<!DOCTYPE plist SYSTEM "file://localhost/System/Library/DTDs/PropertyList.dtd">
<plist version="0.9">
	<string>Created by Qt/QMake</string>
	<string>This file was generated by Qt/QMake.</string>

The default Info.plist is sparse on the necessary details, so several new key-value pairs needed to be added, a couple modified, and one removed.

After making the necessary updates, the Info.plist will look more like the following:

<?xml version="1.0" encoding="UTF-8"?>
<!DOCTYPE plist SYSTEM "file://localhost/System/Library/DTDs/PropertyList.dtd">
<plist version="0.9">
	<string>AGI Studio 1.3.0</string>
	<string>AGI Studio</string>
	<string>Copyright © 2019. All rights reserved</string>

Handling the -psn Argument

On older versions of Mac OS X, launching an app will pass a process serial number as an argument to the app's executable in the form of -psn_0_1446241. According to a Stack Overflow post, this argument is no longer passed in newer versions of macOS. I have modified a bit of the code in main.cpp to watch for the -psn argument, and if it is seen, ignore it so the app can continue launching.

// startsWith() is a custom function to check if the argument is prefixed with -psn
if (startsWith("-psn", argv[i])) {

Adding a Custom Icon

Since this is a Mac application, I wanted to provide a high resolution icon, instead of using the generic AGI-character icon that is set in the app.

  1. Using Icon Composer, I generated the app icon, modeled after the traditional Sierra On-line logo.
  2. The .icns file is placed in the src folder along side the rest of the images and source code of the project.
  3. In the .pro file, the line ICON = application.icns is added so Qt Creator knows to add the icon to the app bundle.
  4. In the app's Info.plist, set the value for the CFBundleIconFile key to the name of the icon file (in this example, application.icns). If the icon does not appear once the app has been built, rename the app bundle and that will "refresh" the icon for the app, then you can rename the app back to its original name.

Mac Conditional Checks

Since this Mac app has been set up to use an icns file for the application icon, a bit of platform-specific code is needed so it does not try and set another icon for the app. In the menu.cpp file, I performed a check to see if it was not a Mac that was running the code. In this example, I checked that constant Q_OS_MAC was not defined before setting the icon. On a Mac, this would skip the setIcon method since the application icon has already been set. If this method was called, it would change the app icon.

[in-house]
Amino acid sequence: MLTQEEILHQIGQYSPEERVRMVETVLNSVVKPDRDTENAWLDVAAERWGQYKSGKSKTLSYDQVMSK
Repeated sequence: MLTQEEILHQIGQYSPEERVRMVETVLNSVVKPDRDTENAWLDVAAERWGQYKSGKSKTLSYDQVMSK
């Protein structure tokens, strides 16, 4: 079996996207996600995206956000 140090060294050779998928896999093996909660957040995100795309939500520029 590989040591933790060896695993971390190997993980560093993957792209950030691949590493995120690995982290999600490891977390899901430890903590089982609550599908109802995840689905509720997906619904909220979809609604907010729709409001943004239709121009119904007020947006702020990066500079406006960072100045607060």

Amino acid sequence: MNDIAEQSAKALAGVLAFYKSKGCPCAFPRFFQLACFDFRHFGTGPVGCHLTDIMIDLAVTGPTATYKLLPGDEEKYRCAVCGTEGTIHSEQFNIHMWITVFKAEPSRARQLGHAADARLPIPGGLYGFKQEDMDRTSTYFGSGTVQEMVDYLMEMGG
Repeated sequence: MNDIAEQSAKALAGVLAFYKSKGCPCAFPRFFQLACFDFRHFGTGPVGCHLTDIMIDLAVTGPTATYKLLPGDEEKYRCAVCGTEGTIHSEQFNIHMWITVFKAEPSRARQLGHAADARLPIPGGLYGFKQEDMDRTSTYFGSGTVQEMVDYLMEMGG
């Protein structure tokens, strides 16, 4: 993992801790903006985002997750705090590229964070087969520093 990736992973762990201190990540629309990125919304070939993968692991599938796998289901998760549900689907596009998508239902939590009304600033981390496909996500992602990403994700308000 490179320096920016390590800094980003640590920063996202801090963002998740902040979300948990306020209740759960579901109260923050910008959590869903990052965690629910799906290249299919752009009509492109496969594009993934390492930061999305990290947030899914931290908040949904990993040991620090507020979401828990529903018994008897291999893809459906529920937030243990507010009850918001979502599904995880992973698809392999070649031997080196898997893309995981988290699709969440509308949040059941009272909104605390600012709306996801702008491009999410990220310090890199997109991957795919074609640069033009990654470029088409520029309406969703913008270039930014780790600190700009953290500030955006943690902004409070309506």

// For non-Mac systems, set the application icon to app_icon
#if defined(Q_OS_MAC) == false
  setIcon((const char**)app_icon);

If you need to check if the app is running on another system such as Linux or Windows, perform a check like #ifdef __linux__ or #ifdef _WIN32.

Modifying XPM Files

The QT AGI Studio project makes use of XPM (X PixMap) files for images, which is an interesting design choice instead of using another common image format such as PNG, GIF, or JPG. The thing which is interesting about XPM files is that they are actually text files which can be read in and treated as C code. I was able to use BBEdit to take any of the XPM files and open them up, which resembled a mix of C, HTML, and ASCII art. This proved to be useful to fix a problem I later encountered.

XPM is not a common image format so few image editors support it. Fortunately, an old version of Pixelmator (v. 1.6.7) on my computer was able to export to XPM. However, after I modified the image and then tried to build the app, I received the following errors:

../src/logo.xpm:215: warning: deprecated conversion from string constant to 'char*'
../src/logo.xpm:215: warning: deprecated conversion from string constant to 'char*'
../src/menu.cpp: In constructor 'About::About(QWidget*, const char*)':
../src/menu.cpp:926: error: 'logo' was not declared in this scope
../src/logo.xpm: At global scope:
../src/logo.xpm:2: warning: 'xpm_' defined but not used

This initially greatly confused me why Qt Creator was complaining just because I modified an image. It wasn't until I investigated the XPM format further that I discovered the source of the conflict. If I opened up the original logo.xpm file in a text editor, the beginning of the file looked like this:

/* XPM */
static const char *logo[] = {
/* columns rows colors chars-per-pixel */
"320 148 68 1",
"  c #000000",
". c #505050",

After I modified the image and then exported it from Pixelmator, it looked like this:

/* XPM */
static char *xpm_[] = {
/* columns rows colors chars-per-pixel */
"320 148 61 1",
"  c #000000",
". c #505050",